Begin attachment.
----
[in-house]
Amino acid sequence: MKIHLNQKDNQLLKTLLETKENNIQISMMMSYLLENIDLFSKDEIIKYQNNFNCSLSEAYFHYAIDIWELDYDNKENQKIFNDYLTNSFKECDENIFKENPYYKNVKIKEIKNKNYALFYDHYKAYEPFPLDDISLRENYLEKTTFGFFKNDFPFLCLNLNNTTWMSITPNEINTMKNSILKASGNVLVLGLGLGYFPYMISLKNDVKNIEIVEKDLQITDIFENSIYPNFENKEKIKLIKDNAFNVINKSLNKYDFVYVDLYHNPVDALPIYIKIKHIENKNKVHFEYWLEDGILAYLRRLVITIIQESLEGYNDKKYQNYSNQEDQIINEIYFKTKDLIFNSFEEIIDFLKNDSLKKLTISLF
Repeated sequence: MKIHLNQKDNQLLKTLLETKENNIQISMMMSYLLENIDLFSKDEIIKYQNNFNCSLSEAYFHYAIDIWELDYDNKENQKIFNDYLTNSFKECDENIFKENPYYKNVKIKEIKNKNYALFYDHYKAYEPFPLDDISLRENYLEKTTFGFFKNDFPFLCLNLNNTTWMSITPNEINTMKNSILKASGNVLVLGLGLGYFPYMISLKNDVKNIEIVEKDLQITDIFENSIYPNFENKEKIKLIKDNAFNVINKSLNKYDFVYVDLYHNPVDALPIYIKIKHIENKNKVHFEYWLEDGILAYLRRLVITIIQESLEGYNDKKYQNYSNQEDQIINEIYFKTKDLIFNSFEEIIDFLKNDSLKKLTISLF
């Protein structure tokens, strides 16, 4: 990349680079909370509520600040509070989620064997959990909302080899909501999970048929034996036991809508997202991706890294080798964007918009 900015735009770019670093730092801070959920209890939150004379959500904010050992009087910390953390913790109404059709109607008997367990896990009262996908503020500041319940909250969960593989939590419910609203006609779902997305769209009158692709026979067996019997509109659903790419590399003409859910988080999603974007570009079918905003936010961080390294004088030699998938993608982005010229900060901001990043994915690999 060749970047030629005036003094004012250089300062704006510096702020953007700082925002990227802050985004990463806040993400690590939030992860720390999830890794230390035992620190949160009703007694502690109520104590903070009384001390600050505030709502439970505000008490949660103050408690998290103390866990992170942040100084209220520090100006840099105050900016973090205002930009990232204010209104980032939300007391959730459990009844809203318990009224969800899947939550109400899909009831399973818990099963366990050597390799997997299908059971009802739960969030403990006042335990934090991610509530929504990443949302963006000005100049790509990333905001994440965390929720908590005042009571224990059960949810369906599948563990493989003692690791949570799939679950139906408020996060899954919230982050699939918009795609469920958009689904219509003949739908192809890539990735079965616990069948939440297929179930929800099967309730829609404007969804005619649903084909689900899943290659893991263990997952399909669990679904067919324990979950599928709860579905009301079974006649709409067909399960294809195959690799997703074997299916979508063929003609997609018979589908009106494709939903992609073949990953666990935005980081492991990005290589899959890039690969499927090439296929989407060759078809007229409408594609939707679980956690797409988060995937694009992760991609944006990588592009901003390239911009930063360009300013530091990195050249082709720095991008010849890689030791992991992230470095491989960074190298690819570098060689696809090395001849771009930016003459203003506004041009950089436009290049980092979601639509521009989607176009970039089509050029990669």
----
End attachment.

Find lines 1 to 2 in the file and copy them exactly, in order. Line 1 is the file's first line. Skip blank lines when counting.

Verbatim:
[in-house]
Amino acid sequence: MKIHLNQKDNQLLKTLLETKENNIQISMMMSYLLENIDLFSKDEIIKYQNNFNCSLSEAYFHYAIDIWELDYDNKENQKIFNDYLTNSFKECDENIFKENPYYKNVKIKEIKNKNYALFYDHYKAYEPFPLDDISLRENYLEKTTFGFFKNDFPFLCLNLNNTTWMSITPNEINTMKNSILKASGNVLVLGLGLGYFPYMISLKNDVKNIEIVEKDLQITDIFENSIYPNFENKEKIKLIKDNAFNVINKSLNKYDFVYVDLYHNPVDALPIYIKIKHIENKNKVHFEYWLEDGILAYLRRLVITIIQESLEGYNDKKYQNYSNQEDQIINEIYFKTKDLIFNSFEEIIDFLKNDSLKKLTISLF